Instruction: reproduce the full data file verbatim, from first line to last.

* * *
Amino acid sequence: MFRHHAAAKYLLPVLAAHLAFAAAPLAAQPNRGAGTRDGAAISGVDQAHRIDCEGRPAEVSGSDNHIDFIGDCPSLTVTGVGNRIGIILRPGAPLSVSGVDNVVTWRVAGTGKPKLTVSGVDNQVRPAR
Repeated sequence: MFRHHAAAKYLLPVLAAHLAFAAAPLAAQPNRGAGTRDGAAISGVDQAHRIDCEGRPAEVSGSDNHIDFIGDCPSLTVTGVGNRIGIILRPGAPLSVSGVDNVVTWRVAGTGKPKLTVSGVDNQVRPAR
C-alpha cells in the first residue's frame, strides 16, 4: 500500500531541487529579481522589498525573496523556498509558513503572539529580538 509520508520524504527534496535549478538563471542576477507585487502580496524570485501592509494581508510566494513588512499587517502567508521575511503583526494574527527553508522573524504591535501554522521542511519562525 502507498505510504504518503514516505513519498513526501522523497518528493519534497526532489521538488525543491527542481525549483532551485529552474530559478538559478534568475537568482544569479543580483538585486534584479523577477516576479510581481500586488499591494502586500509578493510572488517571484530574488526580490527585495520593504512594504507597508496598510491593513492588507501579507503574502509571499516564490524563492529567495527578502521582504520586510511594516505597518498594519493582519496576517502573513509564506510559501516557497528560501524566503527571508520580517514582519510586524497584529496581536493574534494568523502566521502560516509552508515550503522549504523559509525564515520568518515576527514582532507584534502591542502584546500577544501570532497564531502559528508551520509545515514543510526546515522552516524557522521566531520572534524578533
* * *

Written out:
Amino acid sequence: MFRHHAAAKYLLPVLAAHLAFAAAPLAAQPNRGAGTRDGAAISGVDQAHRIDCEGRPAEVSGSDNHIDFIGDCPSLTVTGVGNRIGIILRPGAPLSVSGVDNVVTWRVAGTGKPKLTVSGVDNQVRPAR
Repeated sequence: MFRHHAAAKYLLPVLAAHLAFAAAPLAAQPNRGAGTRDGAAISGVDQAHRIDCEGRPAEVSGSDNHIDFIGDCPSLTVTGVGNRIGIILRPGAPLSVSGVDNVVTWRVAGTGKPKLTVSGVDNQVRPAR
C-alpha cells in the first residue's frame, strides 16, 4: 500500500531541487529579481522589498525573496523556498509558513503572539529580538 509520508520524504527534496535549478538563471542576477507585487502580496524570485501592509494581508510566494513588512499587517502567508521575511503583526494574527527553508522573524504591535501554522521542511519562525 502507498505510504504518503514516505513519498513526501522523497518528493519534497526532489521538488525543491527542481525549483532551485529552474530559478538559478534568475537568482544569479543580483538585486534584479523577477516576479510581481500586488499591494502586500509578493510572488517571484530574488526580490527585495520593504512594504507597508496598510491593513492588507501579507503574502509571499516564490524563492529567495527578502521582504520586510511594516505597518498594519493582519496576517502573513509564506510559501516557497528560501524566503527571508520580517514582519510586524497584529496581536493574534494568523502566521502560516509552508515550503522549504523559509525564515520568518515576527514582532507584534502591542502584546500577544501570532497564531502559528508551520509545515514543510526546515522552516524557522521566531520572534524578533